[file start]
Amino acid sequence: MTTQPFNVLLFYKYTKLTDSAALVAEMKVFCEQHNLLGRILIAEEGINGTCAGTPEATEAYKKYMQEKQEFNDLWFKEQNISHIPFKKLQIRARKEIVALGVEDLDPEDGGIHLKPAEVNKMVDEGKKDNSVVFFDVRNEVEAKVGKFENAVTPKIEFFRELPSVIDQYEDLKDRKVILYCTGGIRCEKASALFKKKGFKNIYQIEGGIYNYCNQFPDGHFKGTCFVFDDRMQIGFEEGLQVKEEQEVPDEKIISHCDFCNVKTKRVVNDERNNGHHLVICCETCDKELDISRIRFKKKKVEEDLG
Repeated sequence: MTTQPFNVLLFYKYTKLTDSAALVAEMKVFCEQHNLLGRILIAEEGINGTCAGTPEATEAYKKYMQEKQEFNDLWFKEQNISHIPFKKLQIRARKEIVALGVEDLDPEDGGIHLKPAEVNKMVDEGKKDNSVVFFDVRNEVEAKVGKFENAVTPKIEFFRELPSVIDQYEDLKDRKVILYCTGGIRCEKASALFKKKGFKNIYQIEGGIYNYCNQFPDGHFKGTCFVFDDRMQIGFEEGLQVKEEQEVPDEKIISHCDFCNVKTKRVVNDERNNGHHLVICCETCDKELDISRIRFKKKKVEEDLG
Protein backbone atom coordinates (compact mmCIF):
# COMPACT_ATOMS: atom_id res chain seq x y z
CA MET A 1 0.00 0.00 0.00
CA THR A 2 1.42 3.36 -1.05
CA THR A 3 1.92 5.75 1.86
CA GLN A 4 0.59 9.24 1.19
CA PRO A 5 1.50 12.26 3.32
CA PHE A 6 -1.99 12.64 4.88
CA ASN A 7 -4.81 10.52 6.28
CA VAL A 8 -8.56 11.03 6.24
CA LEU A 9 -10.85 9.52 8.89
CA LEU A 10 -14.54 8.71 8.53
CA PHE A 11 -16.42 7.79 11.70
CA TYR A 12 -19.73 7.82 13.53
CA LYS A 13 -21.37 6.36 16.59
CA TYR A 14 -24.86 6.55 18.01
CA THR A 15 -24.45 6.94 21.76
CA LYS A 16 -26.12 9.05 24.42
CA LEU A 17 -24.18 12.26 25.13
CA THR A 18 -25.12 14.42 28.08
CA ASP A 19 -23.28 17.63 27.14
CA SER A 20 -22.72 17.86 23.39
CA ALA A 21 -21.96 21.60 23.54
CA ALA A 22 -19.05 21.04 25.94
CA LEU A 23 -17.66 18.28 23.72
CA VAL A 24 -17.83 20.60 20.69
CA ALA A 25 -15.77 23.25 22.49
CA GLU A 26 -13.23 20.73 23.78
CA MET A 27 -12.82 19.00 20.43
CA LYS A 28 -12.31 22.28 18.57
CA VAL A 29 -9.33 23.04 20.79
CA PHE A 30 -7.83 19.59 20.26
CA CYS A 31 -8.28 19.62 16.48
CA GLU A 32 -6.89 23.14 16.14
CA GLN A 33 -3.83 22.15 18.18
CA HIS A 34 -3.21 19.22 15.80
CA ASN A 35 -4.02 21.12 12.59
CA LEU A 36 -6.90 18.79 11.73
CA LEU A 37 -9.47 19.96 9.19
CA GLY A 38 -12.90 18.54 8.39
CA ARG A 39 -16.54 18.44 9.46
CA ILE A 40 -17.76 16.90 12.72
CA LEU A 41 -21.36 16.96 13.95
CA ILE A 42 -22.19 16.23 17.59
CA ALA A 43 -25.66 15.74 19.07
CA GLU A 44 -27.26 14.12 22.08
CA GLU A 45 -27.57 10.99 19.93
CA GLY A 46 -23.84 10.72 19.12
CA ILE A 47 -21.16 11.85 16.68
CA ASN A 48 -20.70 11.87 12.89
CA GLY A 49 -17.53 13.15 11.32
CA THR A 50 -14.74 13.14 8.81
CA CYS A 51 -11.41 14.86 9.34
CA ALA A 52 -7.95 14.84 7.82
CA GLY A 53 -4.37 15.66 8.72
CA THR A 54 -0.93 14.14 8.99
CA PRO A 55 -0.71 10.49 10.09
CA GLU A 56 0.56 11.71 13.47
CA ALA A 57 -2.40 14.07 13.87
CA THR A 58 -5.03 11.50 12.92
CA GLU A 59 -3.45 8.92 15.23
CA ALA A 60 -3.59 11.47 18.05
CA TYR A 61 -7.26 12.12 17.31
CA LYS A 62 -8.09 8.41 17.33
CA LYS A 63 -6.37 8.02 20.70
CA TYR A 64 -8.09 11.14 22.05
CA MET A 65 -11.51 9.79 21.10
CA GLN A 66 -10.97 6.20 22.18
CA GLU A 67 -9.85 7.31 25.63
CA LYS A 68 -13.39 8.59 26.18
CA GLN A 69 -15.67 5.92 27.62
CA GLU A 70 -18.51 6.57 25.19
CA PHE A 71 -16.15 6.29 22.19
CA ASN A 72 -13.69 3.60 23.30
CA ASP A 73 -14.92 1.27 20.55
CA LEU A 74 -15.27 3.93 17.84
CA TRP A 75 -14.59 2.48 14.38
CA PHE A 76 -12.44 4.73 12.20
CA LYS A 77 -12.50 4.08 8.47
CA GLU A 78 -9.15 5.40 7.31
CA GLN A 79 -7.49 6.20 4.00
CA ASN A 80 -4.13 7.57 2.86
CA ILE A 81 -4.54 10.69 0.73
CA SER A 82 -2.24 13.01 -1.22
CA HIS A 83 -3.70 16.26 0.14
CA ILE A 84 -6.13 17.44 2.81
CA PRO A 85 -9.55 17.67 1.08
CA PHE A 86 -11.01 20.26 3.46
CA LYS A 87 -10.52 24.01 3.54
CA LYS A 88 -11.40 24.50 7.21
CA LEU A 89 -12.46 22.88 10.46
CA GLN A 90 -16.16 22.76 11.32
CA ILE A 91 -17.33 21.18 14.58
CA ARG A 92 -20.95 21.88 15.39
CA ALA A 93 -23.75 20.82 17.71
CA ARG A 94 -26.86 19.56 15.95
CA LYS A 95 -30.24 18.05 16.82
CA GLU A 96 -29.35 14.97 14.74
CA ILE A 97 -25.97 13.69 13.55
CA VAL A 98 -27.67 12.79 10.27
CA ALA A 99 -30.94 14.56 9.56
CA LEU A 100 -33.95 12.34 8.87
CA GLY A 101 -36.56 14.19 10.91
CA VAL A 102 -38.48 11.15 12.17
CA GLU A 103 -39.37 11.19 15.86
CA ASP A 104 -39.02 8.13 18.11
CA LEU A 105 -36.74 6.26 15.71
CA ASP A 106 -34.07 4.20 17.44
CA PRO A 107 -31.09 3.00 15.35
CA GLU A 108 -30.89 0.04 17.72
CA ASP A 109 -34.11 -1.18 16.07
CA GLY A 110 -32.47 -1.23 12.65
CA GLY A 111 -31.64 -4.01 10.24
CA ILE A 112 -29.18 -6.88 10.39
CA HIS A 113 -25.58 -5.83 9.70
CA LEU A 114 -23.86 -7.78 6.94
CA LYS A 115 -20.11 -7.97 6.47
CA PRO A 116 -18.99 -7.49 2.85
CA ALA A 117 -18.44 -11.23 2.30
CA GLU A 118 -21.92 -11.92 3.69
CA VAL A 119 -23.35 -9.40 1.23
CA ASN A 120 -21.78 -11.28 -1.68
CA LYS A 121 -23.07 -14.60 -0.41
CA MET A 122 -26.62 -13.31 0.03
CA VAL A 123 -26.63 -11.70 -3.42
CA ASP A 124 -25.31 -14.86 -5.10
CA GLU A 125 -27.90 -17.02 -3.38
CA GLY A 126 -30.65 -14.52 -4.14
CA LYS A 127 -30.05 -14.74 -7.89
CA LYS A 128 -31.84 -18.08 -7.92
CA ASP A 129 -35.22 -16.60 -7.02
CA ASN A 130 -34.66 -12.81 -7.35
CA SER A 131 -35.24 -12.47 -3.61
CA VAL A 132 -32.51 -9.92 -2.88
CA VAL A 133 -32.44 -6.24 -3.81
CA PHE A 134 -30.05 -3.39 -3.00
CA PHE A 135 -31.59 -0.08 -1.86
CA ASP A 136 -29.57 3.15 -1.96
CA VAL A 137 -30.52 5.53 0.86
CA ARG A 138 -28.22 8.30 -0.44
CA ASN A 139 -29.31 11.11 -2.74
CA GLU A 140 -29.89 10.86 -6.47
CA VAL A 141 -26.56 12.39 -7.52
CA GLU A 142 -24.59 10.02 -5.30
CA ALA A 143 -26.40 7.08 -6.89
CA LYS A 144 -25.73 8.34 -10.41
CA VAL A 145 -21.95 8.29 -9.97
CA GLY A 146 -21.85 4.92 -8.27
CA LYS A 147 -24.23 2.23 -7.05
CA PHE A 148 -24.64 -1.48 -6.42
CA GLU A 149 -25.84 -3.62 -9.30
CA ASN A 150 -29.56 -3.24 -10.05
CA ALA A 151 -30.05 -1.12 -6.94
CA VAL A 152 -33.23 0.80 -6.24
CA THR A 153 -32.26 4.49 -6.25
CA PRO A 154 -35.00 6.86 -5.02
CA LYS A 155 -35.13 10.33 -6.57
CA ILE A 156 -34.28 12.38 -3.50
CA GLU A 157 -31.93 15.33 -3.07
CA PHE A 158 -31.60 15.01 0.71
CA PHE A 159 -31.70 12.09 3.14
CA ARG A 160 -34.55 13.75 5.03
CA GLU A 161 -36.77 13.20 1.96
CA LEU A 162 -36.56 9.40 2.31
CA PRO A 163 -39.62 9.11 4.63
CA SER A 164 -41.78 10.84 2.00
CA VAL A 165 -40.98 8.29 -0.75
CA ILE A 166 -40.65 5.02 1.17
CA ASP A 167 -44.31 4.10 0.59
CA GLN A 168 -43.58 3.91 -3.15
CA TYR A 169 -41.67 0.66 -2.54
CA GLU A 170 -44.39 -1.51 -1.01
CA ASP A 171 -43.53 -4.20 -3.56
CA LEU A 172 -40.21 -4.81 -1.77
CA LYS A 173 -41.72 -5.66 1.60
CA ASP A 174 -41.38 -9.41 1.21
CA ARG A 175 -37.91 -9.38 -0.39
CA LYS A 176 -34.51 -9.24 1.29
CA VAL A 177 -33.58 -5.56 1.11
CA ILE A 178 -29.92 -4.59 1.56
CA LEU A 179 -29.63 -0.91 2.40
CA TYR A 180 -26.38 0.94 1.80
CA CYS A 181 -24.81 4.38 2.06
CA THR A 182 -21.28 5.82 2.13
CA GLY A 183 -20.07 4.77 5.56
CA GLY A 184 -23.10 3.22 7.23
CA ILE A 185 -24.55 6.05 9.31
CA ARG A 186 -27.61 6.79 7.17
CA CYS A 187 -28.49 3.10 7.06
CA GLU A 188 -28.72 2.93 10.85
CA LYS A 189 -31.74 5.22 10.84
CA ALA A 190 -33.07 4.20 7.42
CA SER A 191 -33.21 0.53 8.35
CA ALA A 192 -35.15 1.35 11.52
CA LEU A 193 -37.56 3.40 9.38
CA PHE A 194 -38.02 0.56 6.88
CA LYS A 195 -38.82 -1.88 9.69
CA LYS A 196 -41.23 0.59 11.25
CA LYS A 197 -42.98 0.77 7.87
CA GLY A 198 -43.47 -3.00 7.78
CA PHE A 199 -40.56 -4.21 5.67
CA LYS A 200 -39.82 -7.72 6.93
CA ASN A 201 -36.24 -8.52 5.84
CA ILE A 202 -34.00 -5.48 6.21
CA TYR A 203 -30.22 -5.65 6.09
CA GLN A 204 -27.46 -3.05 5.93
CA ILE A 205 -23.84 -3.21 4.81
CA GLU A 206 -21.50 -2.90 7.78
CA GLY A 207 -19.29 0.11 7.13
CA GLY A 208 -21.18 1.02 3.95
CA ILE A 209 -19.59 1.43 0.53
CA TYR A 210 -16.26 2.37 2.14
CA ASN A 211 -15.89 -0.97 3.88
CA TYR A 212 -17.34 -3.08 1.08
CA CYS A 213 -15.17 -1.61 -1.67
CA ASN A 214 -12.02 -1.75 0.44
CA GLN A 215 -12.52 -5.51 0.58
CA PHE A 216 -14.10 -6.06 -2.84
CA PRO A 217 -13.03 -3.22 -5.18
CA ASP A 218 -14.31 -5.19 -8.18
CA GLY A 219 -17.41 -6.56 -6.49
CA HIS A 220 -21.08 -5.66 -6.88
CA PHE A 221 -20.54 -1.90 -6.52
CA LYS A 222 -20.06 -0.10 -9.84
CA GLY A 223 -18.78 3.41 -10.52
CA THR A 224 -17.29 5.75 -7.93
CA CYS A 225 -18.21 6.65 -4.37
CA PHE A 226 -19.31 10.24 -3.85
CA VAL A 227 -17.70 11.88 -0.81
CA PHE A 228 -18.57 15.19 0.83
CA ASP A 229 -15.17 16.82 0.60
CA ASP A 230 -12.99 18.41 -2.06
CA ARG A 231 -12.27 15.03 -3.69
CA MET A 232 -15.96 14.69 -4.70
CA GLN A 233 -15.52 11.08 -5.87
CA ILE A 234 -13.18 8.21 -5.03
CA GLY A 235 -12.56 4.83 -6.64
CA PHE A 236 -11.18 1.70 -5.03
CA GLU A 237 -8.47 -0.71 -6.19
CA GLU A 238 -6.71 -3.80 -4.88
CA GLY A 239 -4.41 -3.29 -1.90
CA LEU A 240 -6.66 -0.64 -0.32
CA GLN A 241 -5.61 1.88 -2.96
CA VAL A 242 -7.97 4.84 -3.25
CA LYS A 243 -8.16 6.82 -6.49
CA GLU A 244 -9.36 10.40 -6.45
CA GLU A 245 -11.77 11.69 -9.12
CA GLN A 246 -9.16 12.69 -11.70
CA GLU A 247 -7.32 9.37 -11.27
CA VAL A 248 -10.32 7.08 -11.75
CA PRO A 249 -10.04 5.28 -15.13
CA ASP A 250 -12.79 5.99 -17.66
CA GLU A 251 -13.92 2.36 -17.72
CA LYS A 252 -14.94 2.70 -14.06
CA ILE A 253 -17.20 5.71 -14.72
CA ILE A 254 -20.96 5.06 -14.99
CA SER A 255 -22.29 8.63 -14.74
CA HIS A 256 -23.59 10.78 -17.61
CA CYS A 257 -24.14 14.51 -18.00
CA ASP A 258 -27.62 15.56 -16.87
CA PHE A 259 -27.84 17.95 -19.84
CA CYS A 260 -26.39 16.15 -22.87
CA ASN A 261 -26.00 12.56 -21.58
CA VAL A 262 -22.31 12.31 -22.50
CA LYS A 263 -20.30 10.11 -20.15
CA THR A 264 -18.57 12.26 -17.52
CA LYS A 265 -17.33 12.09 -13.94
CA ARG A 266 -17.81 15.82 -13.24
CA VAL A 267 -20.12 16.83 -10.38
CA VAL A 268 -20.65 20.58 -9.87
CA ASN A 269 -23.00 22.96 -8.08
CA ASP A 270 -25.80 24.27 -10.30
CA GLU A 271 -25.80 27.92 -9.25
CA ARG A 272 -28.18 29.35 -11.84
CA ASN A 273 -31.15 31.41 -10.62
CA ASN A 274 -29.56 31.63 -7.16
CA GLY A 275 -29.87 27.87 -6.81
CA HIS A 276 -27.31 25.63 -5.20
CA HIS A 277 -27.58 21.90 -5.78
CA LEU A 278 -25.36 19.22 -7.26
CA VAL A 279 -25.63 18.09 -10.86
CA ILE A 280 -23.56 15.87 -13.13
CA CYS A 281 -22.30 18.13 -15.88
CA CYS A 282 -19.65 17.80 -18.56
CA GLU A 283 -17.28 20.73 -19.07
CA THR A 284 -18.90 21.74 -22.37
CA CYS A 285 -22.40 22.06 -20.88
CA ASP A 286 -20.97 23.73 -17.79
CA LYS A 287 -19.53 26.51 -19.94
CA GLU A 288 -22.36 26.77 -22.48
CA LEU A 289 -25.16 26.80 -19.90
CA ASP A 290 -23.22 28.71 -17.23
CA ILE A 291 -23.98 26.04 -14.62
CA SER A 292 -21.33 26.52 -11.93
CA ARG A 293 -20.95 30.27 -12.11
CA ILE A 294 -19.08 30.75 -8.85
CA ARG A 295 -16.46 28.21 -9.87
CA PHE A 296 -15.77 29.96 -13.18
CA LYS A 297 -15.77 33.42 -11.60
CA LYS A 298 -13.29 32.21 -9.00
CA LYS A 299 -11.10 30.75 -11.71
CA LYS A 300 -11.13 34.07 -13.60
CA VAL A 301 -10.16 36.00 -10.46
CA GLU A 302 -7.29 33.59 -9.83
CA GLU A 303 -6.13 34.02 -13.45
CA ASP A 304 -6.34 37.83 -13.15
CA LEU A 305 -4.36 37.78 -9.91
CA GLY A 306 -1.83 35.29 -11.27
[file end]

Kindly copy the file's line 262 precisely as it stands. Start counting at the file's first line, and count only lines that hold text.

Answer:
CA ASP A 258 -27.62 15.56 -16.87